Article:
FWIW, a pair of one ton come alongs are maxed out at 4,000 pounds of load. On a 949 HT net wire, that is a maximum of 444 pounds per line wire, which is right in the sweet spot. Go to an 1147, 1348, 1660, etc and it takes more power to achieve proper tension. I think I'd rather have a little bit left in the tank.


They make a two ton come a long.
Everything rolls up in one package. Not a bunch of pieces and chains to mess with. Come a long is far superior than the chain strainer.
Fwiw I've gave the chain strainer a fair shake.

Springs and cables can be replaced as well. And how in the world do you come up with less space to store.??


It's just my opinion. It really doesn't make any difference to me how everyone else does it, but I know what works for us and was simply sharing my thoughts. I used the one ton come alongs as reference, only because that is what had been mentioned in the prior post. We build an extraordinarily high volume of net wire fence for a small crew, and I'd like to think that it's because we have figured out a thing or two about efficiency. It doesn't make it the only way, it just makes it my way. It is easy to see that my boundary strainers take up less room in the tool box than a pair of 4 ton come alongs, and I sure don't see where it's a problem keeping track of the pieces. My point, with regard to losing a spring in a come along vs losing a spring in a boundary strainer, is that either one can easily be repaired. I have spoken with the OP, and my recommendation to him was to use the come alongs that he already has, since he isn't planning on building fence every day for the next 20 years.
I have a wall full of 2 ton come alongs, and they are free to a good home. Haven't scrapped a set of boundary strainers yet. To each his own.
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Re: Chain grab boundary strainers vs come alongs

Postby callmefence » Thu Feb 08, 2018 12:39 pm

Farm Fence Solutions wrote:
callmefence wrote:
Farm Fence Solutions wrote:Chain boundary strainers are no more dangerous than a come along. This world is full of what if's.... What if the come along breaks? A short handled inline chain strainer is considerably more likely to get away from you and knock a few teeth out than a boundary strainer is. The Strainrite boundary strainers that we carry have swivels on each end, so having a twisted chain is not an issue, and the handles are fixed and long enough to give plenty of leverage. If you break a spring, then fix it. It'd be no different than losing a spring from a come along, right? Will come alongs work? Absolutely. Are boundary strainers better? In my opinion, yes, they are. Less storage space, just as versatile, no cable to wear out/rust/break, fewer moving parts to keep lubricated.........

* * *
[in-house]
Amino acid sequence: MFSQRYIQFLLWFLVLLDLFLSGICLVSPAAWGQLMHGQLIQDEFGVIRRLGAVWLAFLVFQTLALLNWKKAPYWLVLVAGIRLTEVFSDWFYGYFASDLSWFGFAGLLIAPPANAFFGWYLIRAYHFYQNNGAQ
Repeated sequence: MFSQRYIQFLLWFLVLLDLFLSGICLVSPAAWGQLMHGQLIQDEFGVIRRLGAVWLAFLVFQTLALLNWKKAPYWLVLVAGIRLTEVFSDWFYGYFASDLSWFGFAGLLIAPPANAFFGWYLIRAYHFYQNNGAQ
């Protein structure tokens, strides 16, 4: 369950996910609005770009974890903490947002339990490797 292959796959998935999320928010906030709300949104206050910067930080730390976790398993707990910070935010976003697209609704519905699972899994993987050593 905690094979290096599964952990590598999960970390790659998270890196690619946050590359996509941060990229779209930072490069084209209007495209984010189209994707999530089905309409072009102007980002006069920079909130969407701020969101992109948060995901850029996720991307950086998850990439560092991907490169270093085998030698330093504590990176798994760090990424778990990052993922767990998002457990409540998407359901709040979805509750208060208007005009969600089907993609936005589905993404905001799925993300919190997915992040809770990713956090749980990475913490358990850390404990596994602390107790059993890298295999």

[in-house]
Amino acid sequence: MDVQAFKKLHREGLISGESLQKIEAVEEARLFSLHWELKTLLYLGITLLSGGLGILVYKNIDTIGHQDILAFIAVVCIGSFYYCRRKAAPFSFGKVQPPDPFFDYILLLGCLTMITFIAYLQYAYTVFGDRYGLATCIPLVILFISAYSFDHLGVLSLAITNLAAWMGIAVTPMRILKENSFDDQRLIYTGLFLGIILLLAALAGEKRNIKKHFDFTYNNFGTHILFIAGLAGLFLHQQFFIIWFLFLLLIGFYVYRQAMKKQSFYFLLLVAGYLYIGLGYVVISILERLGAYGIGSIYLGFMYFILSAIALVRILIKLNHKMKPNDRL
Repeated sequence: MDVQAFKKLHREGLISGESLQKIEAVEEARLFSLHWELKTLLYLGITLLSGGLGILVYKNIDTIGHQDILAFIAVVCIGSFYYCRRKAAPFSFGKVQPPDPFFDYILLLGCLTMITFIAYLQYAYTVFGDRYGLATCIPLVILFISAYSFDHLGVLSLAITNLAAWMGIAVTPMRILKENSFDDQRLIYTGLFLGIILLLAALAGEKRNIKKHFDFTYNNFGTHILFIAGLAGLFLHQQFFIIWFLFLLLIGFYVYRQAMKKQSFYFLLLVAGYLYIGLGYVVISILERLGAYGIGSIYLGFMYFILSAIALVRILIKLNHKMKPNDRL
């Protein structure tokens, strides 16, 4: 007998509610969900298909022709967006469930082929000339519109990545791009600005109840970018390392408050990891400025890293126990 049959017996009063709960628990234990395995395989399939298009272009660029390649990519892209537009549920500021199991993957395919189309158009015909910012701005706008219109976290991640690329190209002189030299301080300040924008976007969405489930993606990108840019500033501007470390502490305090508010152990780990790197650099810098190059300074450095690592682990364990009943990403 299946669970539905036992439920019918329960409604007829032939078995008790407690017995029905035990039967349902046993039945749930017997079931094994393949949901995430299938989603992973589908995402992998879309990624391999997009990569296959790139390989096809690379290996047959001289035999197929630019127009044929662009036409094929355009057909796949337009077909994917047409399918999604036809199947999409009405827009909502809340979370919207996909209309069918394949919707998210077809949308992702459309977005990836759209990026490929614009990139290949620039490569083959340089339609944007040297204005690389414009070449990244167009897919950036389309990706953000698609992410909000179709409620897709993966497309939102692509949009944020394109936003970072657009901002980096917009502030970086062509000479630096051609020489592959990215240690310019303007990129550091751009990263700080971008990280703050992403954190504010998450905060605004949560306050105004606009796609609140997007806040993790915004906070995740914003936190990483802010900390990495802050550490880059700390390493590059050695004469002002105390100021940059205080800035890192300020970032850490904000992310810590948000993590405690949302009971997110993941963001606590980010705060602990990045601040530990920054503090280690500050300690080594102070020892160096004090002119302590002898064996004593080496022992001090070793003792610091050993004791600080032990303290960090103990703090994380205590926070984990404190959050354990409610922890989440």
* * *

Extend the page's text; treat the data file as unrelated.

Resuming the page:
FWIW, a pair of one ton come alongs are maxed out at 4,000 pounds of load. On a 949 HT net wire, that is a maximum of 444 pounds per line wire, which is right in the sweet spot. Go to an 1147, 1348, 1660, etc and it takes more power to achieve proper tension. I think I'd rather have a little bit left in the tank.


They make a two ton come a long.
Everything rolls up in one package. Not a bunch of pieces and chains to mess with. Come a long is far superior than the chain strainer.
Fwiw I've gave the chain strainer a fair shake.

Springs and cables can be replaced as well. And how in the world do you come up with less space to store.??


It's just my opinion. It really doesn't make any difference to me how everyone else does it, but I know what works for us and was simply sharing my thoughts. I used the one ton come alongs as reference, only because that is what had been mentioned in the prior post. We build an extraordinarily high volume of net wire fence for a small crew, and I'd like to think that it's because we have figured out a thing or two about efficiency. It doesn't make it the only way, it just makes it my way. It is easy to see that my boundary strainers take up less room in the tool box than a pair of 4 ton come alongs, and I sure don't see where it's a problem keeping track of the pieces. My point, with regard to losing a spring in a come along vs losing a spring in a boundary strainer, is that either one can easily be repaired. I have spoken with the OP, and my recommendation to him was to use the come alongs that he already has, since he isn't planning on building fence every day for the next 20 years.
I have a wall full of 2 ton come alongs, and they are free to a good home. Haven't scrapped a set of boundary strainers yet. To each his own.


I don't want nothing for free.
I have a chain strainer ill give you for that wall full of comealongs
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Re: Chain grab boundary strainers vs come alongs

Postby Farm Fence Solutions » Thu Feb 08, 2018 12:57 pm

callmefence wrote:
Farm Fence Solutions wrote:
callmefence wrote:
They make a two ton come a long.
Everything rolls up in one package. Not a bunch of pieces and chains to mess with. Come a long is far superior than the chain strainer.
Fwiw I've gave the chain strainer a fair shake.

Springs and cables can be replaced as well. And how in the world do you come up with less space to store.??